Dirty Work

Matthew Fitzgerald asks: How can we give dignity and worth to those who do invisible but necessary work that no one else wants to do?

We have all worked jobs that we’ve disliked.
I once cleared out a garden bed littered with used needles.
It wasn’t a task others wanted.
Unsavoury, unsafe, or just plain dirty: work of this sort has always been with us.

The Middle Ages offers a veritable array of odious jobs: a gravedigger during the Bubonic plague, say; or a “gong farmer,” responsible for digging out and removing human excrement from privies and permitted to only work at night.

Who then does the repellent work today? Journalist Eyal Press suggests it could be those in garment factories, abattoirs, and the gig economy – like Facebook’s army of digital regulators who intercept explicit content – that do the “low-status jobs of last resort.”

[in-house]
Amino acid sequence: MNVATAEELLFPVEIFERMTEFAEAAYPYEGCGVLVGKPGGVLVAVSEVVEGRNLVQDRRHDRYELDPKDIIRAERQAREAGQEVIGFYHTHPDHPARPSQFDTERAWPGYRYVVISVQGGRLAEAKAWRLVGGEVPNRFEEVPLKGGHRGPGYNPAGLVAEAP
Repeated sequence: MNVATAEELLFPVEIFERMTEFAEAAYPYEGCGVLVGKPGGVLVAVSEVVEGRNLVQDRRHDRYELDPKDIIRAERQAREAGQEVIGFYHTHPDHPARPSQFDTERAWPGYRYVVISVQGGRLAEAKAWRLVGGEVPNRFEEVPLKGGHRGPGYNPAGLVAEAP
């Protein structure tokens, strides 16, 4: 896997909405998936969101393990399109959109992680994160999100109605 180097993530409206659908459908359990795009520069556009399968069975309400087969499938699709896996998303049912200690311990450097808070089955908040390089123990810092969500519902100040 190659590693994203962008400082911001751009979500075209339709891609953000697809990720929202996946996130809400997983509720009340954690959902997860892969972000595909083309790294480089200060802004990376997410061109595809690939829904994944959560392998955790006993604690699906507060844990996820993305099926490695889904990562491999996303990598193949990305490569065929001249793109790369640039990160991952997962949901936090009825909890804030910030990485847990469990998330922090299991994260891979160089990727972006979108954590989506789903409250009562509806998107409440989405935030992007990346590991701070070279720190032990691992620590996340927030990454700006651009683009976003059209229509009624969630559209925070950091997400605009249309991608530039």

Most troubling, this work is invisible to us – hidden from sight. Yet remove the veil of ignorance and ask, “how is it that we get our chicken?” or, “who ensures some semblance of sanity is maintained on social media platforms?” and the mind begins to whirl.

The work may be morally problematic, but it is necessary – at least while we maintain society’s status quo of rabid consumption, both material and digital.

It occurs to me that Jesus was often charged with keeping poor company – tax collectors and “sinners”. People, often, involved in the dirty work of first-century Roman Palestine. Ignored and despised by society, but visible to him. He saw them, he went to them, he made their worth visible to themselves and to others.

What dirty work should we be pausing and giving attention to, in the midst of our frenetic lives? How may we give dignity and worth to those who otherwise go unseen?